Sent: 8 Nov 2003
Subject: Terengganu

My Dear Readers,
So I continue sending you all silly photos. I can’t seem to help myself. I aught to be writing other things; like polishing off stories to send in to a local newspaper or investigating more sailing magazines which I could publish something in. But I thought I would take a little time and enjoy myself this evening. So I will send you all a batch of photos from the Muslim city of Terengganu. I spent a little over a week there and had a really nice time. Well . . . . I also had a horrible time navigating that frickin river but once I was anchored I was quite safe and had a splendid time exploring the town and meeting interesting people.
Terengganu is located on the north east coast of Malaysia. It is the largest city in this region which contains the most concentrated Muslim population in Malaysia. It is a fine city and is, in general, more developed then most small cities in Thailand. It was, strangely enough, the fashion center for that region of Malaysia and there were more than a hundred shops selling all kinds of silk, cotton, and polyester fabrics as well as the famous headscarf. I actually purchased a few head scarves for my Muslim friend back in San Diego.

I was told by a family member that if I proceeded to sail through Malaysia I would certainly risk my life and they recommended I sail east towards Vietnam instead. They didn’t say that I would get killed but they certainly made it clear that that is what they expected. I didn’t take that persons advice because he was living in the states and I was over here in Thailand. I had also talked with quite a few tourists who had just traveled up from Malaysia. They all raved about it. They said the coastline was gorgeous and the people were friendly and easygoing. They said the only down side was that alcohol was hard to find because Muslims cannot drink. That is not to say that it was not sold. It was just harder to find. Malaysia’s national religion is Islam but there is still freedom of religion and the laws of the national religion are not necessarily the laws of the government. One guy who sailed with me for about a week in Thailand told me about an experience he had while in Malaysia. He actually lived with a family who were Muslim for a week or two. He said that they were totally kind to him and he never made it a secret that he was American. Whenever people asked him, while he was traveling through the country, where he was from, he never hesitated to say that he was American.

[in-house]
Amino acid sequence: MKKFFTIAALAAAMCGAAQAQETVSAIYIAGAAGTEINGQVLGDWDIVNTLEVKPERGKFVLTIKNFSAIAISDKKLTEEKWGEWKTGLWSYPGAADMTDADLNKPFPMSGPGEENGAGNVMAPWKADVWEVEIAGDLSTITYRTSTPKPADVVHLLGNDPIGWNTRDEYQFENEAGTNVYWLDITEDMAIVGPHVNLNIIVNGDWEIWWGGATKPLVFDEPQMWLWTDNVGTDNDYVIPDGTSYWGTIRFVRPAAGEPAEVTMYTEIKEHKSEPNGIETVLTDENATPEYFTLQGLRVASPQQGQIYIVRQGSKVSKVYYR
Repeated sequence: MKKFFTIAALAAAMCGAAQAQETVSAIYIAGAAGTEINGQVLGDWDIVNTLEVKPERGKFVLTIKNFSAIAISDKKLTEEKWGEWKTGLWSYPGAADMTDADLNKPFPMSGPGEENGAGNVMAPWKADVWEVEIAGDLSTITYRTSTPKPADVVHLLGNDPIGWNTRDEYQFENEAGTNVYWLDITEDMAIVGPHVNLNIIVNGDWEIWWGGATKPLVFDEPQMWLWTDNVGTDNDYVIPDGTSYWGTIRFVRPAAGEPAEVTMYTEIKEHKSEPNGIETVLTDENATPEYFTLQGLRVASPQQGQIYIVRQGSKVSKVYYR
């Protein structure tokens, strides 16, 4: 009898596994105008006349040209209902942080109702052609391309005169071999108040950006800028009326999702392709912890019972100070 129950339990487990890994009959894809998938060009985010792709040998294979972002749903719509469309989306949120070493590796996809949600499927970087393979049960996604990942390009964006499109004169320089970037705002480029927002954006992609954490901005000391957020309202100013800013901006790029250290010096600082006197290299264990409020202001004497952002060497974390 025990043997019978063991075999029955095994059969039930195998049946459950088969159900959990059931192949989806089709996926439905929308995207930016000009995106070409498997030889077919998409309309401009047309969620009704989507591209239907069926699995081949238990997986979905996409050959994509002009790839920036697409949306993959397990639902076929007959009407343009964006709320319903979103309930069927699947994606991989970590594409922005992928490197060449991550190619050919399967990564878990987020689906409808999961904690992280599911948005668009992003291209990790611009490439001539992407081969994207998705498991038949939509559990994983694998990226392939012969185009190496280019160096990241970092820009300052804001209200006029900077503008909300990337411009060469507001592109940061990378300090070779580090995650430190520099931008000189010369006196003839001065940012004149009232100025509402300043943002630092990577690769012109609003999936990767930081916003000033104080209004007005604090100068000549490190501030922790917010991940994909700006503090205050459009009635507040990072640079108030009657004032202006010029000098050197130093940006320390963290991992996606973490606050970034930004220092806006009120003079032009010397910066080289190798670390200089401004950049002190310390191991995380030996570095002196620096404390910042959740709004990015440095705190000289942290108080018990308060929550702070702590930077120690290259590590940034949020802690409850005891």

These things convinced me that it would not be any more dangerous then traveling through Thailand. What I found when I arrived in Malaysia was exactly what had been described by those tourists. It was an amazingly friendly country with a hell of a lot less crime than Thailand. It was nice not to have to worry so much about theft. Even my feeble efforts to learn Malaysian were received as if I could speak fluently. I had a wonderful experience in that country and I would not hesitate to recommend it as a fine destination.

I suppose I should get to the photos.
Anchored on the Terengganu River,
Was a close up on the boat after I had set the anchor a second time. The river was running fast enough that it still pulled the boat out into the middle of the channel even though I anchored quite far to the side. I was not that far into the main channel so I ended up leaving the boat where it was. As a result most of the fishing boats traveling up and down the river would pass close by, wave and say hello. After a while I lost count of the number of smiles and friendly faces.

Terengganu Riverfront,
Was taken from the boat in the early afternoon. I tried to capture part of the river and the closely clustered buildings on the side of the river next to where I was anchored. When I first arrived I wondered if I was even in the right river because I thought that Terengganu was one of the larger cities in that part of Malaysia but the riverfront seemed like part of a small fishing village from a century ago.